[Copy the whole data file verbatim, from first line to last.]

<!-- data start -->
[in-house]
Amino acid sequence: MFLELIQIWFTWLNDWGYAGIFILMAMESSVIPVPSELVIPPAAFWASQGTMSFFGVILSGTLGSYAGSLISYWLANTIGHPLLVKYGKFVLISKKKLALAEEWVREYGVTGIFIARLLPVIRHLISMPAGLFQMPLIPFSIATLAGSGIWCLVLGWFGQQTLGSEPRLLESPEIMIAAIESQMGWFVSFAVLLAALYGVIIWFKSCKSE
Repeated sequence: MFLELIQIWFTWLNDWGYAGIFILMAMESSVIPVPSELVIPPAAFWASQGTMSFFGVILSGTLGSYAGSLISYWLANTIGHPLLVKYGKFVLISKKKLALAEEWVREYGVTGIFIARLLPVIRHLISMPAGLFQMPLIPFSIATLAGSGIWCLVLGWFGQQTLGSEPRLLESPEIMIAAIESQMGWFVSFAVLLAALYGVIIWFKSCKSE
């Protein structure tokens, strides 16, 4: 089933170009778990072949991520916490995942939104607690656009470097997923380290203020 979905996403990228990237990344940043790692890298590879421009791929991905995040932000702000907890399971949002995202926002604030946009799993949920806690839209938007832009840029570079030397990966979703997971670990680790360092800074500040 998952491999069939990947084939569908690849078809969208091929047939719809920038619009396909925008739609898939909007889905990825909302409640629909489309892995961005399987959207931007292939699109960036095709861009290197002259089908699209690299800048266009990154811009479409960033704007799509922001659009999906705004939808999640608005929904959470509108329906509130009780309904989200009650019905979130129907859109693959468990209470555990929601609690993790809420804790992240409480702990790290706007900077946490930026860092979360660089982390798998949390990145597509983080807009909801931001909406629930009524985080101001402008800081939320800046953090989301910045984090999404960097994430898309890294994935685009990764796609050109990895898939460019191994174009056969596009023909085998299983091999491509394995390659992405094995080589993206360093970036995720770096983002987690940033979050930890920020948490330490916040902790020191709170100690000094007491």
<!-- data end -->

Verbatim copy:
[in-house]
Amino acid sequence: MFLELIQIWFTWLNDWGYAGIFILMAMESSVIPVPSELVIPPAAFWASQGTMSFFGVILSGTLGSYAGSLISYWLANTIGHPLLVKYGKFVLISKKKLALAEEWVREYGVTGIFIARLLPVIRHLISMPAGLFQMPLIPFSIATLAGSGIWCLVLGWFGQQTLGSEPRLLESPEIMIAAIESQMGWFVSFAVLLAALYGVIIWFKSCKSE
Repeated sequence: MFLELIQIWFTWLNDWGYAGIFILMAMESSVIPVPSELVIPPAAFWASQGTMSFFGVILSGTLGSYAGSLISYWLANTIGHPLLVKYGKFVLISKKKLALAEEWVREYGVTGIFIARLLPVIRHLISMPAGLFQMPLIPFSIATLAGSGIWCLVLGWFGQQTLGSEPRLLESPEIMIAAIESQMGWFVSFAVLLAALYGVIIWFKSCKSE
């Protein structure tokens, strides 16, 4: 089933170009778990072949991520916490995942939104607690656009470097997923380290203020 979905996403990228990237990344940043790692890298590879421009791929991905995040932000702000907890399971949002995202926002604030946009799993949920806690839209938007832009840029570079030397990966979703997971670990680790360092800074500040 998952491999069939990947084939569908690849078809969208091929047939719809920038619009396909925008739609898939909007889905990825909302409640629909489309892995961005399987959207931007292939699109960036095709861009290197002259089908699209690299800048266009990154811009479409960033704007799509922001659009999906705004939808999640608005929904959470509108329906509130009780309904989200009650019905979130129907859109693959468990209470555990929601609690993790809420804790992240409480702990790290706007900077946490930026860092979360660089982390798998949390990145597509983080807009909801931001909406629930009524985080101001402008800081939320800046953090989301910045984090999404960097994430898309890294994935685009990764796609050109990895898939460019191994174009056969596009023909085998299983091999491509394995390659992405094995080589993206360093970036995720770096983002987690940033979050930890920020948490330490916040902790020191709170100690000094007491």